- March 20, 2017
- Posted by: tools
- Category: Articles
Setting up a stamping die is one of the most critical steps in a successful stamping process. It’s a fact: More damage is done to a die, especially a progressive die, in the first 10 hits than in the next 10,000 hits.
To reduce the number of mistakes, it is important to have a good die setup recipe for each progressive tool. The special setup sheet should contain numerous items in checklist form.
All of the following items are crucial to your die-setup recipe. Although some of these items may seem very obvious, do not make assumptions that they will be performed automatically.
1, Material thickness, type, mechanical properties- Verify the metal thickness, and, when possible, verify that it is the right type to be used in the die.
2, Die placement- Make sure that the die is set so that the material feeds parallel to the tool. Parallel feed can be achieved several ways, such as stop pins, keyways, and conical locaters. Figure 1shows stop pins and keyways.
Only one type of locater is necessary. Avoid “sighting in” the tool as this process is difficult to repeat and inaccurate. When possible, try to place the center of the estimated tonnage in the center of the press and not the centerline of the die in the center of the bolster.
3, Shut height- Ensure that the shut height of the die is set correctly. Avoid using press counters to establish the finish shut height. Avoid hitting setup blocks. Because a press defects, it may be necessary to calibrate the finished shut height after the die is fully loaded.
4, Lubrication- Verify the type of lubricant to be used, the application method, and the mixture ratio. Don’t forget that it is important to lubricate both sides of the material correctly.
5, Coil quality- Check coils for defects. Avoid running rusty or dirty stock through the tool because this can cause die damage, as well as defective parts. Figure 2shows various coil surface defects.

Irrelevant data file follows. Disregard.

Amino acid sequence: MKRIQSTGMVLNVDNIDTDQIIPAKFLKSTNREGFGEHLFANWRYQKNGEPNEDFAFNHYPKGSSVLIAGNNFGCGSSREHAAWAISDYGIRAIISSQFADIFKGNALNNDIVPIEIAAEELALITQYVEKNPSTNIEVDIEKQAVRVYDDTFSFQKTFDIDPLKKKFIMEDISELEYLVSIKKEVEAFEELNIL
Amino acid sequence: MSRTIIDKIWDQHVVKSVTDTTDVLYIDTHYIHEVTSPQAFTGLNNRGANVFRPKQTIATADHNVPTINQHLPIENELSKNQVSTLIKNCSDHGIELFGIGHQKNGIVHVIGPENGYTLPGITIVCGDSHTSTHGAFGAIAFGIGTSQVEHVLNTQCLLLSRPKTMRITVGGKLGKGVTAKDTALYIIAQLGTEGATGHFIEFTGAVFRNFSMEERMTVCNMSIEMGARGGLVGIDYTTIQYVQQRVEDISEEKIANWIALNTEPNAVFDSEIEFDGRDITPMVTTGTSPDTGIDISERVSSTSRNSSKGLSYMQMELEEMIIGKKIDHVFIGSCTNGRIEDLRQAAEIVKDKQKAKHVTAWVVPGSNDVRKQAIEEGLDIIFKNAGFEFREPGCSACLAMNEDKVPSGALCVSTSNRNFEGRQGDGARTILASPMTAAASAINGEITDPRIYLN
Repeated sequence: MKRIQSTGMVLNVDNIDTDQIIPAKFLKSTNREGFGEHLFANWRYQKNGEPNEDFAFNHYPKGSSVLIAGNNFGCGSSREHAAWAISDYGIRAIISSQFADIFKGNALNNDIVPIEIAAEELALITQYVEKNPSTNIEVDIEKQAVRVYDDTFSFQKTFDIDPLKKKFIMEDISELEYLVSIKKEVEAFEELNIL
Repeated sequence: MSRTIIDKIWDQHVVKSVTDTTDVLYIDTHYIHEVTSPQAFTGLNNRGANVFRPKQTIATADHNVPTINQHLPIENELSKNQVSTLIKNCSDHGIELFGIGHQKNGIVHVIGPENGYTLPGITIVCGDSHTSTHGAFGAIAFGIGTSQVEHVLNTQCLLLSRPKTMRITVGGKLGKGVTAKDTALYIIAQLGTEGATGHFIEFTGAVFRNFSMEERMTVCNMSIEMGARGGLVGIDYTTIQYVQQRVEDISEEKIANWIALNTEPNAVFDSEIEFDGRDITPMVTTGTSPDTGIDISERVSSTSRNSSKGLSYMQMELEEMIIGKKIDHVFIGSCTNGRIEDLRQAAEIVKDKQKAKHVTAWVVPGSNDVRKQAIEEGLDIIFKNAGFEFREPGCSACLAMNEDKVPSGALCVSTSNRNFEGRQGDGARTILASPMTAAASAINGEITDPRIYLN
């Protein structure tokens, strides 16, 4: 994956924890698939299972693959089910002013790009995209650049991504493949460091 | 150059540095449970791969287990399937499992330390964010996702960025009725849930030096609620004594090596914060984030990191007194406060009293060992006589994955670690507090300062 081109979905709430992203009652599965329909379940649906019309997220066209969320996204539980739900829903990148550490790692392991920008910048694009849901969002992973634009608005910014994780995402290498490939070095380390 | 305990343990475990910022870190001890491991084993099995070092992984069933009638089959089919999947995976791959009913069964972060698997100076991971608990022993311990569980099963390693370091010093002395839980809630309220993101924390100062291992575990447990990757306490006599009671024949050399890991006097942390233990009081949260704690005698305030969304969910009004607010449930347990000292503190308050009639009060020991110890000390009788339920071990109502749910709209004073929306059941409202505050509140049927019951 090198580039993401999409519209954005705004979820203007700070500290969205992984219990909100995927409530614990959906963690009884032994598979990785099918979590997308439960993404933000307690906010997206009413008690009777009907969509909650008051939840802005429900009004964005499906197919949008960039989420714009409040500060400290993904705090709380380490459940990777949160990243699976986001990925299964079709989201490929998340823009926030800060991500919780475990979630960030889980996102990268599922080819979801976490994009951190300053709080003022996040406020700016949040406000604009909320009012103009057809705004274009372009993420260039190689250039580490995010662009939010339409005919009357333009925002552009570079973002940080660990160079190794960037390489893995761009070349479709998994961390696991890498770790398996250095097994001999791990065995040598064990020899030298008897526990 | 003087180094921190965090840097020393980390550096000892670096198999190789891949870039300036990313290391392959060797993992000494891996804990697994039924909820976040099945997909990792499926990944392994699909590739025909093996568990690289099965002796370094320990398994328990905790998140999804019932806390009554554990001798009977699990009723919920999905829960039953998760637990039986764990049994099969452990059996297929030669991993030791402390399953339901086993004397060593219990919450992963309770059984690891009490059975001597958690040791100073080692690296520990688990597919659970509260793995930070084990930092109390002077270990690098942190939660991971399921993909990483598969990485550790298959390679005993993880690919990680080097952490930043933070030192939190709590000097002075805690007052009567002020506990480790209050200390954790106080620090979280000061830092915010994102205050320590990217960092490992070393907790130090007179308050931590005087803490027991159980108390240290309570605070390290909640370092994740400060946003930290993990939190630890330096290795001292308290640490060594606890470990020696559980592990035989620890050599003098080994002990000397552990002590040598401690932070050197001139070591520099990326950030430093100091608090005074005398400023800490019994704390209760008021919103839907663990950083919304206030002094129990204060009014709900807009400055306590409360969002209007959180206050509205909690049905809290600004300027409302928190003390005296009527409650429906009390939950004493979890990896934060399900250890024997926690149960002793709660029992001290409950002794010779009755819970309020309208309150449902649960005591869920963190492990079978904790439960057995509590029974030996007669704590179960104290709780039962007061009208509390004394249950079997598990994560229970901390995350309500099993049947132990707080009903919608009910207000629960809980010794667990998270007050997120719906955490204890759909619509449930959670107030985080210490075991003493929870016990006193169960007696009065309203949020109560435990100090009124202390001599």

6, First-hit line- This is a very important step and requires careful attention. Starting the material in the wrong spot can cause half-hits of half-forms. Unbalanced cutting or forming can cause the upper and lower dies to misalign and shear. Also, incorrectly starting the material can leave loose scrap in the die. If the scrap is not removed, double metal results and is fed into the tool. This condition can cause severe die damage. A good die designer establishes a distinct first-hit line by placing a positive spring-loaded stop at this point, rather than a simple line with a message: Start strip here.
7, Bolts and fasteners- Double-check all of the bolts securing the die in the press, making sure that they are tightened and secure. Make no assumptions. Despite the fact that this seems obvious, it still helps to have a checklist reminder.
8, Sever-edge camber- Check for sever-edge camber in the coil. Severely cambered material will be difficult to feed through the dies. Figure 3shows the process for checking for camber. The general standard for camber is that it be no more than 1/4 in. per 8 ft. of coil. The ratio can be measured easily using an 8-ft. piece of string and a scale.
9, Feed acceleration, timing- Properly time the acceleration and deceleration of the stock-feeding system, and set the optimal time to feed.
10, Counterbalance- Make sure the press counterbalance pressure is set properly with respect to the upper-die weight. Not doing so can cause poor ram-to-bolster parallelism, unnecessary press loading, as well as excessive wear, die shearing, a tonnage loss, and a press energy loss.
Haste Makes Waste
Neither the process of setting up dies nor should the tremendous responsibility of a die setter should be taken lightly. Tooling cost often is enormous, and one simple mistake can cost thousands of dollars. Try creating a simple checklist of critical items, and then take the time to check them off manually during the die setup procedure. Take nothing for granted, make no assumptions, and keep accurate records of each tool set’s parameters.